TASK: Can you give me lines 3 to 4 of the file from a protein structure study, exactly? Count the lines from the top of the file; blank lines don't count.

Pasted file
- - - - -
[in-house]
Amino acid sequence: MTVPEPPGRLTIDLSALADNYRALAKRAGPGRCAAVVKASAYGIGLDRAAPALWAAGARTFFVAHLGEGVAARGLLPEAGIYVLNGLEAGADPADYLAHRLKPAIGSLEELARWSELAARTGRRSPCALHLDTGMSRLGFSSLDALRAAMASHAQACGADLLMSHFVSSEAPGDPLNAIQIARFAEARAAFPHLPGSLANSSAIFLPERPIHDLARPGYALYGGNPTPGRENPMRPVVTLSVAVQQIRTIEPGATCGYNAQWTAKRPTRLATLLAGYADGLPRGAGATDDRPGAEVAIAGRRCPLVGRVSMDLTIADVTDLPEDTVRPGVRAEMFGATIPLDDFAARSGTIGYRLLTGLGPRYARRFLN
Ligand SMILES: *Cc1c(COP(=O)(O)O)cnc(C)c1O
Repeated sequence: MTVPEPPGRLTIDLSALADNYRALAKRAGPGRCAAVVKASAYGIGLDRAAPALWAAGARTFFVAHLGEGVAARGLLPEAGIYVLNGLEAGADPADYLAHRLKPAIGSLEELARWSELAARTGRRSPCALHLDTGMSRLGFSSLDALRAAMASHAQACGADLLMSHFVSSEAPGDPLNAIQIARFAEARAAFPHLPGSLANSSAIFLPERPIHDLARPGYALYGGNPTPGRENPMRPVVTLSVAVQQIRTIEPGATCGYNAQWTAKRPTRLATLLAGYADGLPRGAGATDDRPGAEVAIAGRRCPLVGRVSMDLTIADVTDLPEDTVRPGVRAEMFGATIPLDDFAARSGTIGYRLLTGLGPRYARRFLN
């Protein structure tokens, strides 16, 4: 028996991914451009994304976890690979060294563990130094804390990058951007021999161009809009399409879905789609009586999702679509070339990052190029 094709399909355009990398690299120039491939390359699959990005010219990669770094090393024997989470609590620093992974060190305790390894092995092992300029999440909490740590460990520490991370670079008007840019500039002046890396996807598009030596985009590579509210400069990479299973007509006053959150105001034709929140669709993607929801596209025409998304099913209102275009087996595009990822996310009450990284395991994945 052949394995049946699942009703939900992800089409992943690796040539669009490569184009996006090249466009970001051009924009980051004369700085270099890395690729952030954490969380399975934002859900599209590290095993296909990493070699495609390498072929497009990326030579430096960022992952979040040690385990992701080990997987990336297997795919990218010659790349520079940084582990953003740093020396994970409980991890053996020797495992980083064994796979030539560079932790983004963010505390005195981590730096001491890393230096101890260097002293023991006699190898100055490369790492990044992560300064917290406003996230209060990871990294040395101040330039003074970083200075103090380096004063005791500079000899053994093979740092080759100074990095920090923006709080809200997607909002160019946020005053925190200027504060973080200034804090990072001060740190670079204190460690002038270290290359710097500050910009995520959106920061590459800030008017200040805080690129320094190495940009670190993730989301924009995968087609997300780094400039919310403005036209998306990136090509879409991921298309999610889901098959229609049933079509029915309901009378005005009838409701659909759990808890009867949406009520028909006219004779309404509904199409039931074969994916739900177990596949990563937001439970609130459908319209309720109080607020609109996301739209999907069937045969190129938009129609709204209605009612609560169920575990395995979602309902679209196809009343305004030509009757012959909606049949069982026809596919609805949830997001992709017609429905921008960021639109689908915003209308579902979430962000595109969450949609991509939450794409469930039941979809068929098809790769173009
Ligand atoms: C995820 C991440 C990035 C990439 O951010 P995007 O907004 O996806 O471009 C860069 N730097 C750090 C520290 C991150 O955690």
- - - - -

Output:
Ligand SMILES: *Cc1c(COP(=O)(O)O)cnc(C)c1O
Repeated sequence: MTVPEPPGRLTIDLSALADNYRALAKRAGPGRCAAVVKASAYGIGLDRAAPALWAAGARTFFVAHLGEGVAARGLLPEAGIYVLNGLEAGADPADYLAHRLKPAIGSLEELARWSELAARTGRRSPCALHLDTGMSRLGFSSLDALRAAMASHAQACGADLLMSHFVSSEAPGDPLNAIQIARFAEARAAFPHLPGSLANSSAIFLPERPIHDLARPGYALYGGNPTPGRENPMRPVVTLSVAVQQIRTIEPGATCGYNAQWTAKRPTRLATLLAGYADGLPRGAGATDDRPGAEVAIAGRRCPLVGRVSMDLTIADVTDLPEDTVRPGVRAEMFGATIPLDDFAARSGTIGYRLLTGLGPRYARRFLN